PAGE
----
As cybersecurity threats against the federal government continue to evolve and become more complex, agencies are looking for more innovative cyber defenses. The 2021 Executive Orders around cybersecurity and the push for Zero Trust have helped government organizations develop new security strategies to contend with the evolving security landscape, but what more can they do to deter what seems to be a never-ending onslaught of attacks. Government Technology Insider recently talked with Justin Burwinkel, Vendor Account Manager for Dell EMC at Lyme Technology Solutions, to discuss current cybersecurity trends for public sector organizations.
Continue reading to learn the next cybersecurity steps your agency needs to take.
Government Technology Insider (GTI): What trends are you currently seeing in the security space?
Justin Burwinkel (JB): We’ve identified a few notable trends already in 2022. We are seeing a growing number of agencies working to follow the White House’s Executive Order (EO) revolving around SOAR. Security, Orchestration, Automation, and Response (SOAR) are becoming the primary focus within the EO blueprint for agencies to work towards. With this, we also see a shift in security principles, being that Zero Trust is at the forefront.
(GTI): What solutions are public sector organizations relying on to keep their environments safe?
(JB): I’m seeing a shift with the cloud, where agencies are moving back to be on-premises. With this change, we are seeing organizations update their security. Using security options that various cloud architectures offer helps agencies drive the protection of their data, while other software-defined infrastructure options allow for easily customizable security protocols to be implemented. Allowing for a mix of industry-standard solutions while also allowing for customizable options enable these agencies to bring security to the forefront in a multi-layered fashion.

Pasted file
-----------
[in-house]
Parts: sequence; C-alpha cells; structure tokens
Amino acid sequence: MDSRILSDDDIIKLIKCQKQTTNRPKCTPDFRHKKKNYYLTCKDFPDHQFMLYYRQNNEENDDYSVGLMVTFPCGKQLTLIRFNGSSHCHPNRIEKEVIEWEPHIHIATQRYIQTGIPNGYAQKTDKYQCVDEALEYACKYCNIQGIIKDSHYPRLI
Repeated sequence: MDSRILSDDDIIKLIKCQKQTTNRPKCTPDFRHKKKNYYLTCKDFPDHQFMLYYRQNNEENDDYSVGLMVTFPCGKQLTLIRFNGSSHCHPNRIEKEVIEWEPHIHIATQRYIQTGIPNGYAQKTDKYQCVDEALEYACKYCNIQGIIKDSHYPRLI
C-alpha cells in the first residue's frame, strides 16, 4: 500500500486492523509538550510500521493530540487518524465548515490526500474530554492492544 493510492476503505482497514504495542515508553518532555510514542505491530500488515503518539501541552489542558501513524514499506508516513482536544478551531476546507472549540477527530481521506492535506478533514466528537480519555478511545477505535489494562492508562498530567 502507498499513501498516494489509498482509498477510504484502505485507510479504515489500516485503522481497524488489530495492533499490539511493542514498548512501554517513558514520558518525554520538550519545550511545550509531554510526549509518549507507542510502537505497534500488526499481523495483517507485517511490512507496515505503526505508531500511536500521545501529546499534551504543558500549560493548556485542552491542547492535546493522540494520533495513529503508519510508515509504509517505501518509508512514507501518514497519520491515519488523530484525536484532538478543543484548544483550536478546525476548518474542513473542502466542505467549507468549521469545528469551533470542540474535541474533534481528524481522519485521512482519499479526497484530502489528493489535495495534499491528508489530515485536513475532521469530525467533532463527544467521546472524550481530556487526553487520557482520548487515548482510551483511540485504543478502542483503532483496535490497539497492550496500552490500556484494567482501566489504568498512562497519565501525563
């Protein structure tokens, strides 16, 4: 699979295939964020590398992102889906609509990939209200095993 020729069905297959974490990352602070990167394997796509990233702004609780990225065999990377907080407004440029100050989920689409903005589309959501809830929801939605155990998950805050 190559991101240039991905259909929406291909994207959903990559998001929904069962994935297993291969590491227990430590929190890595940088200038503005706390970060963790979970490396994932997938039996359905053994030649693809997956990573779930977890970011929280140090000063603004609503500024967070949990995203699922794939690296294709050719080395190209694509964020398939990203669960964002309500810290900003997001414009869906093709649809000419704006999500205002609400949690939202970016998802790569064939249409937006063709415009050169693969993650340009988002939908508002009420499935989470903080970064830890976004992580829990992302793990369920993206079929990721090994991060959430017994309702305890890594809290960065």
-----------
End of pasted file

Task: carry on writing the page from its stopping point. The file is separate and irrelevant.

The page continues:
(GTI): Are these solutions enough? If not, what other steps need to be taken to ensure security?
(JB): Each agency has different security requirements, although the framework and goals of SOAR and Zero Trust are constant. Though these items may be adequate now, they are only one piece of the puzzle. Agencies will need to evolve their protocols to adapt to the ever-changing threats. The ability to adapt and act quickly will build resiliency into their overall security posture. I’d also advise agencies to take a multi-layered approach. Doing so will only benefit the overall security posture, because if one layer fails other layers will still help protect from a deepening of the initial breach and any further compromise.
(GTI): How do you see the security landscape changing as we continue down a path of remote/hybrid work?
(JB): The expansion of remote and hybrid work models means there’s a need for more security. Security solutions and strategies must fully envelop the path from the edge to the cloud as data is everywhere and not just stored in the data center. With the plethora of devices that are connecting at the edge from a variety of networks, security should extend out as far out as possible upon initial connection. As more remote work and hybrid options become the norm, we’ll continue to see security be pushed out to protect the data as it travels along any gateway and any pathway present.
To learn more about cybersecurity solutions, click here.